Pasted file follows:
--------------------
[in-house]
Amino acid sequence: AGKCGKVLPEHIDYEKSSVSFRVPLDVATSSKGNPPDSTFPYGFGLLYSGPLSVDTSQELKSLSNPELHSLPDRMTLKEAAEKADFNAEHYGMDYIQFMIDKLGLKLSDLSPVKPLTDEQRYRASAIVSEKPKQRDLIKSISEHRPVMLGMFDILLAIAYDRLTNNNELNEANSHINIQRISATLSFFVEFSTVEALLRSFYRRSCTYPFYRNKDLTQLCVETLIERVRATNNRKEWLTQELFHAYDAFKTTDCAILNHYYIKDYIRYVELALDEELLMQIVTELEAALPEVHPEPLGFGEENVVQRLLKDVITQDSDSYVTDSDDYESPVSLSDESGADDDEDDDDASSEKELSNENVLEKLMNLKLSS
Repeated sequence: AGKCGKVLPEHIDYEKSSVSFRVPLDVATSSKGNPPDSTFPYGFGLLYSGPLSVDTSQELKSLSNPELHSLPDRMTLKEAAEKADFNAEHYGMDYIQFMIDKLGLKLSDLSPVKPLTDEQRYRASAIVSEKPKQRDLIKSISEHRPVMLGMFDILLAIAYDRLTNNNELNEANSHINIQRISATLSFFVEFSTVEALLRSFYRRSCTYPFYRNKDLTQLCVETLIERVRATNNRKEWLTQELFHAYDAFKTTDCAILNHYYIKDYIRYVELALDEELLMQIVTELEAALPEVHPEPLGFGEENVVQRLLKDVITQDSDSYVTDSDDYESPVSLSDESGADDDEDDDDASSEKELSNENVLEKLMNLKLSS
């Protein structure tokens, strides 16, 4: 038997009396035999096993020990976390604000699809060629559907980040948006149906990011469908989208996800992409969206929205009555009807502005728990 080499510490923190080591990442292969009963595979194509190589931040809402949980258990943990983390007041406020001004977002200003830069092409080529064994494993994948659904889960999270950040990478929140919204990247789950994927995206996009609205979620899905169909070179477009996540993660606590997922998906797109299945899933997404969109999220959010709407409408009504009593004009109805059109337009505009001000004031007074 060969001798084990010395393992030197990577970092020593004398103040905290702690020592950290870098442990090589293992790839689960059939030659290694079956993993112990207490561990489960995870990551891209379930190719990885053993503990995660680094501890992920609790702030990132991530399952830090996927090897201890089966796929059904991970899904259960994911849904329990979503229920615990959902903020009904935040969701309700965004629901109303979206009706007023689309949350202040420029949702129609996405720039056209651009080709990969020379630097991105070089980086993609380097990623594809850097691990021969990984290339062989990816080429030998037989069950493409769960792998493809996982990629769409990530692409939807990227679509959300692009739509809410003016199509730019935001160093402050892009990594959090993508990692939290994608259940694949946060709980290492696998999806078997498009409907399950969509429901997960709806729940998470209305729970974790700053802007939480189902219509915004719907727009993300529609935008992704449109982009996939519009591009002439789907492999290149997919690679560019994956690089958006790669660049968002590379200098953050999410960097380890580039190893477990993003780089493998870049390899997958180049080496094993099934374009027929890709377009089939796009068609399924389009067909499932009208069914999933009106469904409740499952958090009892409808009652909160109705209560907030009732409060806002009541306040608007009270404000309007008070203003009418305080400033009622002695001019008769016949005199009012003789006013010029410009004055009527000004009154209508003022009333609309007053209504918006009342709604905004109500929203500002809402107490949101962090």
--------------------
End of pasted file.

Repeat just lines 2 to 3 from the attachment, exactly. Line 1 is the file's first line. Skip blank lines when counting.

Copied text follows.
Amino acid sequence: AGKCGKVLPEHIDYEKSSVSFRVPLDVATSSKGNPPDSTFPYGFGLLYSGPLSVDTSQELKSLSNPELHSLPDRMTLKEAAEKADFNAEHYGMDYIQFMIDKLGLKLSDLSPVKPLTDEQRYRASAIVSEKPKQRDLIKSISEHRPVMLGMFDILLAIAYDRLTNNNELNEANSHINIQRISATLSFFVEFSTVEALLRSFYRRSCTYPFYRNKDLTQLCVETLIERVRATNNRKEWLTQELFHAYDAFKTTDCAILNHYYIKDYIRYVELALDEELLMQIVTELEAALPEVHPEPLGFGEENVVQRLLKDVITQDSDSYVTDSDDYESPVSLSDESGADDDEDDDDASSEKELSNENVLEKLMNLKLSS
Repeated sequence: AGKCGKVLPEHIDYEKSSVSFRVPLDVATSSKGNPPDSTFPYGFGLLYSGPLSVDTSQELKSLSNPELHSLPDRMTLKEAAEKADFNAEHYGMDYIQFMIDKLGLKLSDLSPVKPLTDEQRYRASAIVSEKPKQRDLIKSISEHRPVMLGMFDILLAIAYDRLTNNNELNEANSHINIQRISATLSFFVEFSTVEALLRSFYRRSCTYPFYRNKDLTQLCVETLIERVRATNNRKEWLTQELFHAYDAFKTTDCAILNHYYIKDYIRYVELALDEELLMQIVTELEAALPEVHPEPLGFGEENVVQRLLKDVITQDSDSYVTDSDDYESPVSLSDESGADDDEDDDDASSEKELSNENVLEKLMNLKLSS